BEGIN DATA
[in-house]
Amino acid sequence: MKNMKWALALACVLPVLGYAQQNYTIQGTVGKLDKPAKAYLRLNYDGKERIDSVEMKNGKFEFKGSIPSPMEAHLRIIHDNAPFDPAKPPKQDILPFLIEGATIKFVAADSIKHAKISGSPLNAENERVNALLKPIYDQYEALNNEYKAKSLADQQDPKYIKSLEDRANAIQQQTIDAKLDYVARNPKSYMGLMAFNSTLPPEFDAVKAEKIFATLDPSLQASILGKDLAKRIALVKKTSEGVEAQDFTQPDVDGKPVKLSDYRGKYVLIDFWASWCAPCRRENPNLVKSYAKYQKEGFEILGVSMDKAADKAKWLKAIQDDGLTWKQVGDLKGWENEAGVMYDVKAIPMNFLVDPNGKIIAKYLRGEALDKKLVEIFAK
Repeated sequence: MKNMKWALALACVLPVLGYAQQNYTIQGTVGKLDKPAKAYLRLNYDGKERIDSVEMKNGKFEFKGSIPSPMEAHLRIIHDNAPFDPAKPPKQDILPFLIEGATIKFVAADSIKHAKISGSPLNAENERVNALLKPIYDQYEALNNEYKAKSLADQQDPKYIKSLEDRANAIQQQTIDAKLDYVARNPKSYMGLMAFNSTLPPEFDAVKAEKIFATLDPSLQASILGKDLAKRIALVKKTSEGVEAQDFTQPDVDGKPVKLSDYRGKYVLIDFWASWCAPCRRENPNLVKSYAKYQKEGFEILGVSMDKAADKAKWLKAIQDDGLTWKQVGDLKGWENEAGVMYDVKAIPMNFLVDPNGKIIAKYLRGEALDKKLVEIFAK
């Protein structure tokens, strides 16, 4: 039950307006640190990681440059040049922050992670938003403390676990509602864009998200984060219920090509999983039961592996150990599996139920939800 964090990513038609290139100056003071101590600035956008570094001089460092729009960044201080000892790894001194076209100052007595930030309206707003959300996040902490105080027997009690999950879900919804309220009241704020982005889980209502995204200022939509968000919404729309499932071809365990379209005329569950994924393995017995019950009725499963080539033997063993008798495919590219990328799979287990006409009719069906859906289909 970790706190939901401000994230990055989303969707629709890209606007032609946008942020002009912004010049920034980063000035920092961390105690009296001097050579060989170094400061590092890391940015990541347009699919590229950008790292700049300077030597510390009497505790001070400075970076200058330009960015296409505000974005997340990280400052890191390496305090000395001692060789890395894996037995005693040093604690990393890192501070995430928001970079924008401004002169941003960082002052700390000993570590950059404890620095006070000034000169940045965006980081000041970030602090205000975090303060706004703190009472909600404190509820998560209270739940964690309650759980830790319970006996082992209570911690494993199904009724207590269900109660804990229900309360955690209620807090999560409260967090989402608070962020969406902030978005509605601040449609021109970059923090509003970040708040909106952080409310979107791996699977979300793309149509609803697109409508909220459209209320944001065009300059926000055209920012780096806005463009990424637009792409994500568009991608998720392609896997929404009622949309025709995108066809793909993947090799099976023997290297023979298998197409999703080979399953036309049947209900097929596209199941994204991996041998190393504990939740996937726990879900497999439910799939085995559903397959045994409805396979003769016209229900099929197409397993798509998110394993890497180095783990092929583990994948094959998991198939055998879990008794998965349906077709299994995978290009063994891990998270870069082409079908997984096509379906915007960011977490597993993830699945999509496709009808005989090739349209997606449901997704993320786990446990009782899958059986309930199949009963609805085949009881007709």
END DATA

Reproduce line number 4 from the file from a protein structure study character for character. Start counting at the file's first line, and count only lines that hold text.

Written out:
């Protein structure tokens, strides 16, 4: 039950307006640190990681440059040049922050992670938003403390676990509602864009998200984060219920090509999983039961592996150990599996139920939800 964090990513038609290139100056003071101590600035956008570094001089460092729009960044201080000892790894001194076209100052007595930030309206707003959300996040902490105080027997009690999950879900919804309220009241704020982005889980209502995204200022939509968000919404729309499932071809365990379209005329569950994924393995017995019950009725499963080539033997063993008798495919590219990328799979287990006409009719069906859906289909 970790706190939901401000994230990055989303969707629709890209606007032609946008942020002009912004010049920034980063000035920092961390105690009296001097050579060989170094400061590092890391940015990541347009699919590229950008790292700049300077030597510390009497505790001070400075970076200058330009960015296409505000974005997340990280400052890191390496305090000395001692060789890395894996037995005693040093604690990393890192501070995430928001970079924008401004002169941003960082002052700390000993570590950059404890620095006070000034000169940045965006980081000041970030602090205000975090303060706004703190009472909600404190509820998560209270739940964690309650759980830790319970006996082992209570911690494993199904009724207590269900109660804990229900309360955690209620807090999560409260967090989402608070962020969406902030978005509605601040449609021109970059923090509003970040708040909106952080409310979107791996699977979300793309149509609803697109409508909220459209209320944001065009300059926000055209920012780096806005463009990424637009792409994500568009991608998720392609896997929404009622949309025709995108066809793909993947090799099976023997290297023979298998197409999703080979399953036309049947209900097929596209199941994204991996041998190393504990939740996937726990879900497999439910799939085995559903397959045994409805396979003769016209229900099929197409397993798509998110394993890497180095783990092929583990994948094959998991198939055998879990008794998965349906077709299994995978290009063994891990998270870069082409079908997984096509379906915007960011977490597993993830699945999509496709009808005989090739349209997606449901997704993320786990446990009782899958059986309930199949009963609805085949009881007709």